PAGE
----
South Shields MP pushes Government on blood scandal criminal charges as victims react and NHS apologises

A Tyneside MP demanded the Government speak up about the prospect of bringing criminal charges against individuals or organisations over the contaminated blood scandal.

Meanwhile, those infected and affected by the contaminated blood scandal thanked Sir Brian Langstaff for "listening" - and turned the focus on the Government and the NHS to act to ensure justice and that this never happens again.

On Monday, Sir Brian Langstaff presented his final report after a public inquiry that has lasted since 2017 and described how a catalogue of failings - in the Government, in the NHS and further afield, had led to the deaths of more than 3,000 people. A total of at least 30,000 people were infected with lethal viruses on the NHS.

In response, Prime Minister Rishi Sunak spoke of a "day of shame for the British state" and made an "unequivocal" apology. Now ministers have presented further detail on plans for full compensation for those infected and affected.

Speaking after Cabinet Office minister John Glen announced plans to begin paying full compensation by the end of this year, South Shields MP Emma Lewell-Buck (Lab) said: "Yesterday's apologies and this compensation is the beginning of justice for the thousands lives lost and ruined. But [John Glen MP] will know that Sir Brian Langstaff found 'downright deception', 'an attitude of denial' and that he was clear 'this was no accident'."

Campaigner Sean Cavens at the infected blood inquiry in London
Campaigner Sean Cavens at the infected blood inquiry in London -Credit:Sean Cavens

She continued: "Public service is an honour that comes with great responsibility. Individuals and organisations have failed in that responsibility and betrayed that honour. Can [the minister] indicate to us when the Government will express a view on criminal charges?"

Mr Glen responded that he could not give "a categorical assurance" but that a debate in parliament in the coming weeks could offer an opportunity to explore this. He added: "The evidence and where it leads us will determine what the options are. These are serious matters that need a serious response from Government."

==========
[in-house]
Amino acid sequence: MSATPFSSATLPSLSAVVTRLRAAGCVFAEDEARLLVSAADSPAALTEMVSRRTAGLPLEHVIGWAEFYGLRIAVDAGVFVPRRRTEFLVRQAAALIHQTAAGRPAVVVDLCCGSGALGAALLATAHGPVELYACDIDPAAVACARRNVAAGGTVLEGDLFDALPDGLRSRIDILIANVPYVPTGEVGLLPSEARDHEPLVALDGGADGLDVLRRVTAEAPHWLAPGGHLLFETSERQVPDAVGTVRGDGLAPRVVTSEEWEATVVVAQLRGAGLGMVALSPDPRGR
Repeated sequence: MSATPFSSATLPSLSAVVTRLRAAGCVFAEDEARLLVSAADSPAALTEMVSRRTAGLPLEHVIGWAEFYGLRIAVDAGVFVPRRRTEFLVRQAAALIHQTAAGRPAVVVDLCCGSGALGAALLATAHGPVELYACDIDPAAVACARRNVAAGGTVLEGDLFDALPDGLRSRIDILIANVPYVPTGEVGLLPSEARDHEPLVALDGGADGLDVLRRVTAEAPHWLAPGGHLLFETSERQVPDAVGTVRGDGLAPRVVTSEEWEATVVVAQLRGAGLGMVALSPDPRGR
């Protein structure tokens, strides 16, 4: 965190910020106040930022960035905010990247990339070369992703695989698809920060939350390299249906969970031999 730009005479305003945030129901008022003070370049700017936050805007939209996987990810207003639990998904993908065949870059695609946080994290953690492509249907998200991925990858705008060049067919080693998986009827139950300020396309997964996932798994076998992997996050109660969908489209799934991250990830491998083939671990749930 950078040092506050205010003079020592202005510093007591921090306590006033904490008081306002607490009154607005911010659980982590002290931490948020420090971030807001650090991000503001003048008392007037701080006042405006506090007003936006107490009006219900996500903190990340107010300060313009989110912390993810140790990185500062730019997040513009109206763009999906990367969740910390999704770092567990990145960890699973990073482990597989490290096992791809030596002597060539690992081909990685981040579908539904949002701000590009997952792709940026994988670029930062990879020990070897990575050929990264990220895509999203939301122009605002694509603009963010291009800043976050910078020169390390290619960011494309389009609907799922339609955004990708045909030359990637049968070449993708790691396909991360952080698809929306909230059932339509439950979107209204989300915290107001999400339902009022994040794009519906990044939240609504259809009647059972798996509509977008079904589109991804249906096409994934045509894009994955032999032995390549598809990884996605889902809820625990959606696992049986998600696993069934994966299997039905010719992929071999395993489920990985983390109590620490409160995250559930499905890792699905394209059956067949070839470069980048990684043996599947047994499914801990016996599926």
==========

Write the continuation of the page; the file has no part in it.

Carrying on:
Speaking following the publication of Sir Brian's report, those who have been fighting for justice told ChronicleLive how they had been moved by the former High Court judge's diligence and dedication. Sir Brian's report vindicated campaigners who have spent decades telling how they were victims of huge injustice. He said: "This was no accident."

He said much of the scandal could have been avoided - and that there had been effort on the part of Government figures and NHS doctors to "hide the truth".

Afterwards, Andrew Bragg - who contracted hepatitis C through a blood transfusion - spoke of how he was pleased that Sir Brian had taken on board some of his concerns about institutional failings within the NHS. He said Sir Brian's recommendations for a "decluttered" regulatory landscape in healthcare and statutory "duty of candour" for healthcare leaders were welcome.

When Andrew - who worked in the chemicals industry including at ICI - gave evidence at the Infected Blood Inquiry he had spoken of the importance of the NHS fundamentally improving how it deals with risk.

He said: "I think Sir Brian has done a very very good job." He said there was a need for "top-down" leadership that encouraged people to speak up about potential issues and near-misses in the health service, before something was to go terribly wrong.

He added: "It's a huge ask but the NHS really needs to start asking itself these questions and learning from other industries."

Cramlington campaigner Sean Cavens, who has hepatitis after receiving tainted blood products, told ChronicleLive: "Firstly I just want to thank those who have campaigned on this for so long [and given] their hard work to piece together the lies, cover-up and deception - and to hold onto those hard copies [of records]."

Sean cited friend and fellow campaigner Bruce Norval saying that those who have been fighting for justice have been "standing on the shoulders of giants". He paid tribute to his lawyers Thompsons added: "They and we have been vindicated, Sir Brian has heard their voices from beyond the grave."

He said he was pleased Sir Brian had agreed that the disaster was "not an accident", a campaign slogan that has been used over the years. He added: "I feel vindicated, and although this doesn’t give me my health back nor a life that could have been having been infected at one. I am grateful to all those involved at the Infected Blood Inquiry and thank them."

He said while Rishi Sunak had apologised, it was now time to back up his words with actions. "Now that it’s clear what’s happened, there can be no more delays," he said. "Get on with it now."

Boldon mum Emma Frame - whose dad Jeffrey died of HIV in 1991 - also attended the final report event. She said that the vindication was not a happy day, but brought a degree of closure. She said: "Sir Brian has said what we had all hoped and wanted to hear- though of course it's also what we didn't want to hear too, that this could have been avoided. It's everything that we knew, after all of this time. There's no happy ending, but this has been such a long time coming."

NHS chief executive Amanda Pritchard has also apologised to victims of the scandal on behalf of the health service in England, adding that people “put their trust in the care they got from the NHS over many years, and they were badly let down”.